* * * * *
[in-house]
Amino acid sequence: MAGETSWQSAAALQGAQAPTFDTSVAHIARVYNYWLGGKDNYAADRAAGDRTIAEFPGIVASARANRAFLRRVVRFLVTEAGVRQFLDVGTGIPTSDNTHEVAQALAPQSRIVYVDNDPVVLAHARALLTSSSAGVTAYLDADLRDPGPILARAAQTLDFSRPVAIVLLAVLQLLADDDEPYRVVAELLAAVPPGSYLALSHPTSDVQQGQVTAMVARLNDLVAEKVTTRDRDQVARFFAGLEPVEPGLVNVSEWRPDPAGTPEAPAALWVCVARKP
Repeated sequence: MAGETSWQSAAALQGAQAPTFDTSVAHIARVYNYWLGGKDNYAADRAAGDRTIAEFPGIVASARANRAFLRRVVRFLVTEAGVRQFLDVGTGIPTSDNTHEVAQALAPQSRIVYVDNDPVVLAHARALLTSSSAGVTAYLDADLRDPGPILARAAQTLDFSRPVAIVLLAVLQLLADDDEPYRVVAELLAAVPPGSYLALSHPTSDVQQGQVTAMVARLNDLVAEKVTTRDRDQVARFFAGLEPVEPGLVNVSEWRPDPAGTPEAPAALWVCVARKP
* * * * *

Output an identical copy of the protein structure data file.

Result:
[in-house]
Amino acid sequence: MAGETSWQSAAALQGAQAPTFDTSVAHIARVYNYWLGGKDNYAADRAAGDRTIAEFPGIVASARANRAFLRRVVRFLVTEAGVRQFLDVGTGIPTSDNTHEVAQALAPQSRIVYVDNDPVVLAHARALLTSSSAGVTAYLDADLRDPGPILARAAQTLDFSRPVAIVLLAVLQLLADDDEPYRVVAELLAAVPPGSYLALSHPTSDVQQGQVTAMVARLNDLVAEKVTTRDRDQVARFFAGLEPVEPGLVNVSEWRPDPAGTPEAPAALWVCVARKP
Repeated sequence: MAGETSWQSAAALQGAQAPTFDTSVAHIARVYNYWLGGKDNYAADRAAGDRTIAEFPGIVASARANRAFLRRVVRFLVTEAGVRQFLDVGTGIPTSDNTHEVAQALAPQSRIVYVDNDPVVLAHARALLTSSSAGVTAYLDADLRDPGPILARAAQTLDFSRPVAIVLLAVLQLLADDDEPYRVVAELLAAVPPGSYLALSHPTSDVQQGQVTAMVARLNDLVAEKVTTRDRDQVARFFAGLEPVEPGLVNVSEWRPDPAGTPEAPAALWVCVARKP